I had two decent ideas for a picture this morning. I knew I had to get something early, since I was headed to the office all day and the forecast for this evening looks dicey.
My first option was to get a picture of the fox kits in town. But as for the past few days, they did not cooperate by coming out of their den. I suspect the mother may actually have moved the group, since their den is in a fairly public place.
That left me with my backup pictures, which I shot first thing in my mini-prairie. One clump of little bluestem that I had burned a few weeks ago had two small, green sprouts coming up. One had two droplets of water on either side. I snapped a few pictures and hustled off, thinking they would be throwaway shots once I got the foxes.
Obviously, that was not true. What I learned again this morning was not to trust the monitor on my old Nikon. Things that look very much in focus on the monitor are not always in focus in real life. Oh well, I’ve got 362 more days to undo this error. Look for another picture of sprouts in a burned out little bluestem clump soon.Story and comments
I took plenty of fish pictures today. The bite was fantastic and some of the fish were impressive. A 19-inch bass. A 15-inch crappie. But the best shot of the bunch was this one of a redear coming out of the water along a shallow, weedy flat in a Peoria County strip-mine lake.
This one was taken with my little old Canon Power Shot S5IS. I have truly beat this camera to death over the past two years and it’s still working. In my book, that’s the sign of a good camera.Story and comments
Years ago I had a chance to interview famed nature photographer Jim Brandenburg about his unique book “Chased By The Light.”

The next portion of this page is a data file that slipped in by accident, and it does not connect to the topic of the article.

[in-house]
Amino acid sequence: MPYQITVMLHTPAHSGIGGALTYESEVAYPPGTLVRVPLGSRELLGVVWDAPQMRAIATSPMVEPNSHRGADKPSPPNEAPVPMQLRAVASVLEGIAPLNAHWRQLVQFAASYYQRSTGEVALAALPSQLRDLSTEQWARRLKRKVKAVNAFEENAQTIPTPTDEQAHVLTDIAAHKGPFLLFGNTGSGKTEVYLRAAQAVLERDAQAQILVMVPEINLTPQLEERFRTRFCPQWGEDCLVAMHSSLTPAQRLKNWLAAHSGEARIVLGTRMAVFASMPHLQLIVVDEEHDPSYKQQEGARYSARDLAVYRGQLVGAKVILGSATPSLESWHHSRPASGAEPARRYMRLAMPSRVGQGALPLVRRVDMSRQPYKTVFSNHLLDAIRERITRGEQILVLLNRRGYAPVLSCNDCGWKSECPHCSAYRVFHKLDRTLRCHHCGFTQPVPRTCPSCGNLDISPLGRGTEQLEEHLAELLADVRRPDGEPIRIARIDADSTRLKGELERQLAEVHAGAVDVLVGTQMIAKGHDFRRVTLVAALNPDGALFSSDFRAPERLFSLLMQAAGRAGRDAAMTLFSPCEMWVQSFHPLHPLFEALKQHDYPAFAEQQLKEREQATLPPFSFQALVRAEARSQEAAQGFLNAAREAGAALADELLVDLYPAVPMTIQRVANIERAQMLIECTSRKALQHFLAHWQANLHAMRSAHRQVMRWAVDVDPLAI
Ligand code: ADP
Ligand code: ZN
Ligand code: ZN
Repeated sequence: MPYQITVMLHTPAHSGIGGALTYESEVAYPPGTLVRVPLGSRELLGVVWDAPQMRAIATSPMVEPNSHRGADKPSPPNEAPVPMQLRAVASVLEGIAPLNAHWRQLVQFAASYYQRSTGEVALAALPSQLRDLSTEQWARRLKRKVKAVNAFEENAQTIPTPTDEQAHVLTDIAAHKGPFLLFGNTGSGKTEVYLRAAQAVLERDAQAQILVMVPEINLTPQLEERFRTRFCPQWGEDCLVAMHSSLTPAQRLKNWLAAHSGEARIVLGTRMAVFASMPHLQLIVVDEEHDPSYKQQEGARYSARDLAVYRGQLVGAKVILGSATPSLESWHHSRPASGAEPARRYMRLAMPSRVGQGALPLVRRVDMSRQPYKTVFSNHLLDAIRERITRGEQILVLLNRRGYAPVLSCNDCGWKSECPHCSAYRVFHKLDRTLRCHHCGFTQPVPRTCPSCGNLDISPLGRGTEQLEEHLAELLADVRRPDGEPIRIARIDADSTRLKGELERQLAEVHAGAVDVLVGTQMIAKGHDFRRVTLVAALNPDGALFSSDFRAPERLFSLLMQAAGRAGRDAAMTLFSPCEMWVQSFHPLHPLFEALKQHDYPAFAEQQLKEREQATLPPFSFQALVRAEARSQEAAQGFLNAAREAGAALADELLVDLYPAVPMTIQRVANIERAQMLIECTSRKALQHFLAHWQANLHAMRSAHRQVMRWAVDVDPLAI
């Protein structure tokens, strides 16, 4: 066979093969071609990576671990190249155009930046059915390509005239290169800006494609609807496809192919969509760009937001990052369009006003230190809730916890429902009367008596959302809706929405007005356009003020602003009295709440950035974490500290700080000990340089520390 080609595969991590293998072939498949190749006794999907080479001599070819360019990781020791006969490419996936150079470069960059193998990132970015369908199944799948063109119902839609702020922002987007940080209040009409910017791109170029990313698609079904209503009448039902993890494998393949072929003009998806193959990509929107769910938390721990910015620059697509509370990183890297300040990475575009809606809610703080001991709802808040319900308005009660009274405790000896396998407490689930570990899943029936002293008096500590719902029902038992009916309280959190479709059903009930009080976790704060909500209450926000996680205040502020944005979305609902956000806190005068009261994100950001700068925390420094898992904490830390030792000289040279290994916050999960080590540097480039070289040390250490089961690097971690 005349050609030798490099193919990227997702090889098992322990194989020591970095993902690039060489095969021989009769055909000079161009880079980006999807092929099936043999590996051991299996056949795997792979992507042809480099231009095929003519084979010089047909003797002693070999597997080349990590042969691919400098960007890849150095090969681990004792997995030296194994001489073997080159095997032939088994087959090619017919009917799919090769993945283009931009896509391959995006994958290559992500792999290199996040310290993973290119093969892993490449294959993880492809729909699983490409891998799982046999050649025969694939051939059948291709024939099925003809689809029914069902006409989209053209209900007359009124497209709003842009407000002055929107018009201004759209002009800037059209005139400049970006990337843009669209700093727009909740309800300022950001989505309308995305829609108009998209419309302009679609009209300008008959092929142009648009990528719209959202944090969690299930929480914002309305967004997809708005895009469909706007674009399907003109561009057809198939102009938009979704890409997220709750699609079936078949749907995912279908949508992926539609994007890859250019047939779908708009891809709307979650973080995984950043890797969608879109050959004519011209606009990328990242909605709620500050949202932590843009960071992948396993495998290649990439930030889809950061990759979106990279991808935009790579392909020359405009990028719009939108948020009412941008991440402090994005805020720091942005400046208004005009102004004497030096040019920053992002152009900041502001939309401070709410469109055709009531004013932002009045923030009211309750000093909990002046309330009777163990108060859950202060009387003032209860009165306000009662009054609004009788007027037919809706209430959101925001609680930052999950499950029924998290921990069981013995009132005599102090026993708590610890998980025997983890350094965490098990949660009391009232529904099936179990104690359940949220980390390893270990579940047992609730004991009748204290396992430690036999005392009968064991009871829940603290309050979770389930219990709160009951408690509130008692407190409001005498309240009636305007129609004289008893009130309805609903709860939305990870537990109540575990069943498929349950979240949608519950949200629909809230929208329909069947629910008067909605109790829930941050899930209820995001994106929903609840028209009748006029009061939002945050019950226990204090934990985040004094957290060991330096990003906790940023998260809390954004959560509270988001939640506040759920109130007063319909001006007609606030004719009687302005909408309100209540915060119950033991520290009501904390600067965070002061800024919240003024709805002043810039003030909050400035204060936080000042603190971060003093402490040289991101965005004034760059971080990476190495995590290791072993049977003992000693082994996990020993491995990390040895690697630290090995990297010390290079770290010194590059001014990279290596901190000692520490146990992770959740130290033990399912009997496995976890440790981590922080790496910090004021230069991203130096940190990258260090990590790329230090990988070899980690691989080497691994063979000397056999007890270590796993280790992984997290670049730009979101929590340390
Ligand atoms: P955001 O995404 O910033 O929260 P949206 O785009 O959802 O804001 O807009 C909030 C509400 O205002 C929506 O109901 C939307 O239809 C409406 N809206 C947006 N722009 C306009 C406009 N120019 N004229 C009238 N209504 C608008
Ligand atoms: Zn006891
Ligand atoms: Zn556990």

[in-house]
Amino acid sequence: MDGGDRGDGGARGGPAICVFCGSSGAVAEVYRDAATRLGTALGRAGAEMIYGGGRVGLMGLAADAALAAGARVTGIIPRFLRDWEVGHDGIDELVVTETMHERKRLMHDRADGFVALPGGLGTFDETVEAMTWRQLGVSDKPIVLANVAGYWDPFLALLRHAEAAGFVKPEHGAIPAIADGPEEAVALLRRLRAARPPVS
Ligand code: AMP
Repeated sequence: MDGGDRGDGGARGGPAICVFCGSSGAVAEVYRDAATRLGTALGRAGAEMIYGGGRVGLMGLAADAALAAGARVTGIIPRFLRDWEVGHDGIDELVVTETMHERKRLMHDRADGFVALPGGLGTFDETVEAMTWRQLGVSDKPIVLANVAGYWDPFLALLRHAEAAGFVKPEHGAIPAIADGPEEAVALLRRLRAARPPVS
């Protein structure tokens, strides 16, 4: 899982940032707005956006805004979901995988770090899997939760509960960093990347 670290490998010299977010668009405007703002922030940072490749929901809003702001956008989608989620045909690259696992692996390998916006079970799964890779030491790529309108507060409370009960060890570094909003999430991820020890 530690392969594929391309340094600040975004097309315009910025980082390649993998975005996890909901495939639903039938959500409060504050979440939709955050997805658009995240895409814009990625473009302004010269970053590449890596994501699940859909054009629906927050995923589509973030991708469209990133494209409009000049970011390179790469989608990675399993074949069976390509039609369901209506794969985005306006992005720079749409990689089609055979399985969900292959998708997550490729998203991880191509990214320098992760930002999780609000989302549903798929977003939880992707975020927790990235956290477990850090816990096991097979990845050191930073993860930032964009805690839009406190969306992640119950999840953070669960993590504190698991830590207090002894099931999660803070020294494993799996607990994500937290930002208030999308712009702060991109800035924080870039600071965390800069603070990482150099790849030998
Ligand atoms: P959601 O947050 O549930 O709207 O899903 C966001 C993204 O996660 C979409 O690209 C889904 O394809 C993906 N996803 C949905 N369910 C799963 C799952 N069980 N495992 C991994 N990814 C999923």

For 90 days in the fall of 1994, Brandenburg took only one picture per day. He captured some amazing images during that span ... and a few he wished had been better. One of the fascinating parts of the book for me were his descriptions of the pictures and how hard he worked to get the perfect shot each day. The overall idea was cool enough that it has generated many imitations in the years since. In fact, Brandenburg did the same thing in a 2003 book, “Looking for the Summer.”
Anyway, while mired in a funk recently I decided to tackle something remotely similar, albeit much less difficult and undoubtedly less impressive.
For the next year I hope to post an outdoors-related picture every day to my Scattershooting blog. Understand, I’m not going to limit myself to taking only one picture per day. But I will post just one picture per day.
Now this is certainly not a novel idea, as there are plenty of Web folks who have already tackled this concept. Click here to read a page that gives advice on how to pull this off.
But I need something to get me energized again. There are too many negatives swirling around the world of newspapers. Careers are ending. Papers are closing. The future is in doubt. Enough said.
It’s my hope that taking pictures of the natural world will help me put that in perspective. Then too, part of my motivation for trying this is that I frequently see images I wish I had taken but failed to get because the camera was elsewhere. I am going to force myself to carry the camera everywhere this year.
Above is my first effort, dated April 5, 2010. This pair of Canada geese was feeding in a small pond located near the corner of Heinz Road and U.S. Route 150. Look for plenty more goose pictures in the weeks to come, since I enjoy watching these big birds as they prepare to nest and raise their goslings.Story and comments